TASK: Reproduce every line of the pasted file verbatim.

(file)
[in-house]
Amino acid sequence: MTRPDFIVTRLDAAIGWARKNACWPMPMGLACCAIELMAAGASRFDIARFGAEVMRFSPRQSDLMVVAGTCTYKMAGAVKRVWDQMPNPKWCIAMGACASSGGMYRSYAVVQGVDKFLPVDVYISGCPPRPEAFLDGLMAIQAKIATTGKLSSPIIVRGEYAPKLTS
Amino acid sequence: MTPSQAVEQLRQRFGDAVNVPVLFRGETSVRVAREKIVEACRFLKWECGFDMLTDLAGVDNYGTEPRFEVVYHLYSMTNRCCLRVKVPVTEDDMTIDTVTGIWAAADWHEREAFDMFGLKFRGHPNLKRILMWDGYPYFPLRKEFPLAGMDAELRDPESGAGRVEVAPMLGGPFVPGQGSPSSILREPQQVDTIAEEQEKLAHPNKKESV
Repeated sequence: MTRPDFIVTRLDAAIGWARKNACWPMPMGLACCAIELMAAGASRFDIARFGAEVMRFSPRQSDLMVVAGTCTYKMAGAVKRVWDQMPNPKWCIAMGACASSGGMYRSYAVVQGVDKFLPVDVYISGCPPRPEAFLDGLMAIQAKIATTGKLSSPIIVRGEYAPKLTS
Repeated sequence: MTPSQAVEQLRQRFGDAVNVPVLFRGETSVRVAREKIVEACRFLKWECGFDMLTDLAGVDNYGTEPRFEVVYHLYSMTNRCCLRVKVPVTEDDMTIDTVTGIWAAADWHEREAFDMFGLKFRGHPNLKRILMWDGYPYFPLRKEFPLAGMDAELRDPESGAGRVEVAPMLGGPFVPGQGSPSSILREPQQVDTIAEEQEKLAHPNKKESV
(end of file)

[in-house]
Amino acid sequence: MTRPDFIVTRLDAAIGWARKNACWPMPMGLACCAIELMAAGASRFDIARFGAEVMRFSPRQSDLMVVAGTCTYKMAGAVKRVWDQMPNPKWCIAMGACASSGGMYRSYAVVQGVDKFLPVDVYISGCPPRPEAFLDGLMAIQAKIATTGKLSSPIIVRGEYAPKLTS
Amino acid sequence: MTPSQAVEQLRQRFGDAVNVPVLFRGETSVRVAREKIVEACRFLKWECGFDMLTDLAGVDNYGTEPRFEVVYHLYSMTNRCCLRVKVPVTEDDMTIDTVTGIWAAADWHEREAFDMFGLKFRGHPNLKRILMWDGYPYFPLRKEFPLAGMDAELRDPESGAGRVEVAPMLGGPFVPGQGSPSSILREPQQVDTIAEEQEKLAHPNKKESV
Repeated sequence: MTRPDFIVTRLDAAIGWARKNACWPMPMGLACCAIELMAAGASRFDIARFGAEVMRFSPRQSDLMVVAGTCTYKMAGAVKRVWDQMPNPKWCIAMGACASSGGMYRSYAVVQGVDKFLPVDVYISGCPPRPEAFLDGLMAIQAKIATTGKLSSPIIVRGEYAPKLTS
Repeated sequence: MTPSQAVEQLRQRFGDAVNVPVLFRGETSVRVAREKIVEACRFLKWECGFDMLTDLAGVDNYGTEPRFEVVYHLYSMTNRCCLRVKVPVTEDDMTIDTVTGIWAAADWHEREAFDMFGLKFRGHPNLKRILMWDGYPYFPLRKEFPLAGMDAELRDPESGAGRVEVAPMLGGPFVPGQGSPSSILREPQQVDTIAEEQEKLAHPNKKESV